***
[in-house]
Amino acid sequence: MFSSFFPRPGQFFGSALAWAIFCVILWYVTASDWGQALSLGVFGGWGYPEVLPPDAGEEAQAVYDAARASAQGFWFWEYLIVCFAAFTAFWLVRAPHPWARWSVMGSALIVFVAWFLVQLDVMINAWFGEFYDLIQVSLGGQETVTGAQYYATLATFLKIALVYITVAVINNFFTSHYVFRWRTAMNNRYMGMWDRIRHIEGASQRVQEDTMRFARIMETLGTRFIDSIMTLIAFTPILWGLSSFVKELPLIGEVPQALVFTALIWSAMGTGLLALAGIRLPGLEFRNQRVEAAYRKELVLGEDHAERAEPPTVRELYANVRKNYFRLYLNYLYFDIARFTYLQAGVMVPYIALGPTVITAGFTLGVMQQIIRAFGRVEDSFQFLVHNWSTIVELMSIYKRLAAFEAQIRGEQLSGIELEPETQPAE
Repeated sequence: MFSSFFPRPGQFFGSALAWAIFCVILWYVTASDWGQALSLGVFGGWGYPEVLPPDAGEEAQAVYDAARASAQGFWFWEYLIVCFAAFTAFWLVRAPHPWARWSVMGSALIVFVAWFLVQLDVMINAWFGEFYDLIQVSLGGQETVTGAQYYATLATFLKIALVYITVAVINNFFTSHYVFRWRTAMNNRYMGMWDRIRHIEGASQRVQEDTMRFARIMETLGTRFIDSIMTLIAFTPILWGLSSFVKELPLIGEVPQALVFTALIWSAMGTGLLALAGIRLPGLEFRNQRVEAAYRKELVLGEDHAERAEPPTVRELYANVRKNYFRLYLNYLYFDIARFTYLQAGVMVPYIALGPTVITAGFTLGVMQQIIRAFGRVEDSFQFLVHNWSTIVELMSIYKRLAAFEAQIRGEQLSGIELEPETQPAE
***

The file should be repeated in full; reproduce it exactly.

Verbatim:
[in-house]
Amino acid sequence: MFSSFFPRPGQFFGSALAWAIFCVILWYVTASDWGQALSLGVFGGWGYPEVLPPDAGEEAQAVYDAARASAQGFWFWEYLIVCFAAFTAFWLVRAPHPWARWSVMGSALIVFVAWFLVQLDVMINAWFGEFYDLIQVSLGGQETVTGAQYYATLATFLKIALVYITVAVINNFFTSHYVFRWRTAMNNRYMGMWDRIRHIEGASQRVQEDTMRFARIMETLGTRFIDSIMTLIAFTPILWGLSSFVKELPLIGEVPQALVFTALIWSAMGTGLLALAGIRLPGLEFRNQRVEAAYRKELVLGEDHAERAEPPTVRELYANVRKNYFRLYLNYLYFDIARFTYLQAGVMVPYIALGPTVITAGFTLGVMQQIIRAFGRVEDSFQFLVHNWSTIVELMSIYKRLAAFEAQIRGEQLSGIELEPETQPAE
Repeated sequence: MFSSFFPRPGQFFGSALAWAIFCVILWYVTASDWGQALSLGVFGGWGYPEVLPPDAGEEAQAVYDAARASAQGFWFWEYLIVCFAAFTAFWLVRAPHPWARWSVMGSALIVFVAWFLVQLDVMINAWFGEFYDLIQVSLGGQETVTGAQYYATLATFLKIALVYITVAVINNFFTSHYVFRWRTAMNNRYMGMWDRIRHIEGASQRVQEDTMRFARIMETLGTRFIDSIMTLIAFTPILWGLSSFVKELPLIGEVPQALVFTALIWSAMGTGLLALAGIRLPGLEFRNQRVEAAYRKELVLGEDHAERAEPPTVRELYANVRKNYFRLYLNYLYFDIARFTYLQAGVMVPYIALGPTVITAGFTLGVMQQIIRAFGRVEDSFQFLVHNWSTIVELMSIYKRLAAFEAQIRGEQLSGIELEPETQPAE